Granted the film’s story has a few problematic elements; namely the conflict between Hitchcock and Reville. Hitchcock loves to fall in love with his female leads and often engages in imaginary fantasies with them while his wife starts down a path to could lead to infidelity with Cook. While Hitchcock’s obsession with the possibility that his wife is cheating on him dominates the film’s story about as much as the actual creative process of Psycho, Reville’s side of the story doesn’t see as much focus.

Hipsters will watch this movie for those glasses alone.


Sure we see her meeting with Cook and we see sequences that hint she may be considering having a roll in the sack with the man but a majority of the time we are treated with seeing Hitchcock’s suspicions.  Of course the film is about him (the title is fucking Hitchcock for crying out loud) but it would have been nice to see some more of the story told through the woman who stood at his side. Then, when their problems come to a head, they are resolved really quickly. This drive-thru conflict resolution isn’t a huge problem and it didn’t take me out of the film but it is noticeable.

The longer you stare at this picture, the funnier it becomes.


Beyond the creative way the film’s story is told, the best aspect of the film is the cast. Anthony Hopkins really looks and acts like Hitchcock (and in case you ever forget, the movie is sure to remind you as it constantly films him from his profile and throws in a lot of silhouette gags). Hopkins performance is so good that you are quick to forget that it’s Hannibal Lecter up on the screen and he’s accompanied by Helen Mirren as Hitchcock’s wife. The make-up done in the film to make Hopkins look like the legendary director was tremendous but someone should have won an award for making Mirren slightly unattractive because I thought that shit was impossible.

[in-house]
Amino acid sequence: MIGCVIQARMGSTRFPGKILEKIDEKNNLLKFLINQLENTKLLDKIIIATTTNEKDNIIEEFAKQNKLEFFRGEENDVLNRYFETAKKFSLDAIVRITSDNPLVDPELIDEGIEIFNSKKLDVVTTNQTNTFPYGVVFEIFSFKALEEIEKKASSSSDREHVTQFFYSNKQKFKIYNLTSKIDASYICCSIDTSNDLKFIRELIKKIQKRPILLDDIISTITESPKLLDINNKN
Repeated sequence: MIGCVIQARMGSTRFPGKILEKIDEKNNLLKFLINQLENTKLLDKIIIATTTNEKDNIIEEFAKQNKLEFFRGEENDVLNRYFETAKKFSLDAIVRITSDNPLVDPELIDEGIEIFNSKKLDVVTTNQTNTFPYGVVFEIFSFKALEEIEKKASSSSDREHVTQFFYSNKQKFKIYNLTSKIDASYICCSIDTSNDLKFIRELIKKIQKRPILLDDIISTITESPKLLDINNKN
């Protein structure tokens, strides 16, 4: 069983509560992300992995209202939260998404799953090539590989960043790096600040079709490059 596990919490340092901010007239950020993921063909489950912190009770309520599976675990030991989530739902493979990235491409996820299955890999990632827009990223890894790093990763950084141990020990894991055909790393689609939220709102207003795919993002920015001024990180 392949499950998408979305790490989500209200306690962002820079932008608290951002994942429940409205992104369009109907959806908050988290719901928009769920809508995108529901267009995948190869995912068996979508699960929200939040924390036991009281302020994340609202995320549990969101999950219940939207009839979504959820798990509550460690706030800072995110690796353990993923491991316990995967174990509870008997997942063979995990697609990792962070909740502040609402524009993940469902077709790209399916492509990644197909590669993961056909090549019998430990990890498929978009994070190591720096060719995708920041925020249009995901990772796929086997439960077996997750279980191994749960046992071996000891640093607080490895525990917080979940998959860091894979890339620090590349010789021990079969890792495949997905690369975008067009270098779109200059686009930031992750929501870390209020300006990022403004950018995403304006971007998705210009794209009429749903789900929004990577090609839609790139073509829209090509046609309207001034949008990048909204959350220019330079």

Pictured:  The impossible.


The rest of the cast is filled with people who are seemingly designed in a laboratory for their roles. Scarlett Johansson lends her boobs talents in order to hop into the shower as Janet Leigh but nothing was more unsettling (even more unsettling than the fact that Jessica Biel is in the film and the didn't have to get her into her underpants to cover-up her inability to act)…
Oh wait...


ANYWAY…even more unsettling than my mistake about how this film didn't have Biel showing skin is the fact that James D’Arcy not only plays Anthony Perkins but seemingly becomes him. It’s either that or the studio lied about the existence of the actor named James D’Arcy and did some voodoo ritual in conjuncture with a science experiment and spat in the faces of the numerous gods to exist throughout time and space to resurrect the man who played Norman Bates for only a few minutes of screen time. 

Nope.  They totally did some ritual in order to get Perkins for this film.


In the end, Hitchcock was just an entertaining film that told the story of making one of the greatest horror films of all time in a fun way. The use of Hitchcock talking to a spectral Ed Gein made the film interesting and the acting and gags were extremely entertaining…but it all really pales in comparison when you see Hopkins kill it as Alfred Hitchcock.